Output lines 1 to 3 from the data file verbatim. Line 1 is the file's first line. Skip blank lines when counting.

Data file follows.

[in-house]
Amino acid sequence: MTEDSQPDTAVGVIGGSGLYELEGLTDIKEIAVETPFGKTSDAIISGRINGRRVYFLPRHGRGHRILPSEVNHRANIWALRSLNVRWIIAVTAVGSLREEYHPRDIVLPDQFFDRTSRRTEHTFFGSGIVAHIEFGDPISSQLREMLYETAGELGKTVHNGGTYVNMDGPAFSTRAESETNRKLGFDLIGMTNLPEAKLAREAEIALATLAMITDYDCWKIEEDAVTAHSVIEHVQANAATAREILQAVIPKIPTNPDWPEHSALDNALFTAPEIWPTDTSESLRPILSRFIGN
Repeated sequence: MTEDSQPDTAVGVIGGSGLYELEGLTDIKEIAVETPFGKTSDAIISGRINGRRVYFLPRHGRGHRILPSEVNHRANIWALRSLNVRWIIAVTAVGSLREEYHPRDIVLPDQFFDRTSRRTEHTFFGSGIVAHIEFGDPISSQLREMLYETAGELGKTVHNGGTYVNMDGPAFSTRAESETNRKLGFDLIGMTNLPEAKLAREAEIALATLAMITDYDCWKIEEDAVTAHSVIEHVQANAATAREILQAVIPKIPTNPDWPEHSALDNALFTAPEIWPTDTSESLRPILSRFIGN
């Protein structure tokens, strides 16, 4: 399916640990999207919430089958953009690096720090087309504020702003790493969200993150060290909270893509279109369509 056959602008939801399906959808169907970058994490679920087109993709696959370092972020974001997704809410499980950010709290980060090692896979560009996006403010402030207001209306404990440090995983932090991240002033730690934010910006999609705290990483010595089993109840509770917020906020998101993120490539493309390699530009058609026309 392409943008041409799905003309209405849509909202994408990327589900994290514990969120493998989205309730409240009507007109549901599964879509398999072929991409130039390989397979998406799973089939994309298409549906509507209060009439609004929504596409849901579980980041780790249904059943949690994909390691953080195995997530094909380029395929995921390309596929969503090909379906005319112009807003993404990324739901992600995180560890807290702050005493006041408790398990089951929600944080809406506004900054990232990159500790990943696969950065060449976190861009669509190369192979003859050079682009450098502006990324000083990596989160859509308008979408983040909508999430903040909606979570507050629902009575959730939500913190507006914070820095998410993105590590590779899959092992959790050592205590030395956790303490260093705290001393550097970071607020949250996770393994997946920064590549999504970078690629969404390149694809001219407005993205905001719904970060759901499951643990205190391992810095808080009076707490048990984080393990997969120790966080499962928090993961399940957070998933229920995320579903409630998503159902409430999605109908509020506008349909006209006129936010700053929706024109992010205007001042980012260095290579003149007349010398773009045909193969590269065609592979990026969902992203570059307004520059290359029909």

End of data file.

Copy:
[in-house]
Amino acid sequence: MTEDSQPDTAVGVIGGSGLYELEGLTDIKEIAVETPFGKTSDAIISGRINGRRVYFLPRHGRGHRILPSEVNHRANIWALRSLNVRWIIAVTAVGSLREEYHPRDIVLPDQFFDRTSRRTEHTFFGSGIVAHIEFGDPISSQLREMLYETAGELGKTVHNGGTYVNMDGPAFSTRAESETNRKLGFDLIGMTNLPEAKLAREAEIALATLAMITDYDCWKIEEDAVTAHSVIEHVQANAATAREILQAVIPKIPTNPDWPEHSALDNALFTAPEIWPTDTSESLRPILSRFIGN
Repeated sequence: MTEDSQPDTAVGVIGGSGLYELEGLTDIKEIAVETPFGKTSDAIISGRINGRRVYFLPRHGRGHRILPSEVNHRANIWALRSLNVRWIIAVTAVGSLREEYHPRDIVLPDQFFDRTSRRTEHTFFGSGIVAHIEFGDPISSQLREMLYETAGELGKTVHNGGTYVNMDGPAFSTRAESETNRKLGFDLIGMTNLPEAKLAREAEIALATLAMITDYDCWKIEEDAVTAHSVIEHVQANAATAREILQAVIPKIPTNPDWPEHSALDNALFTAPEIWPTDTSESLRPILSRFIGN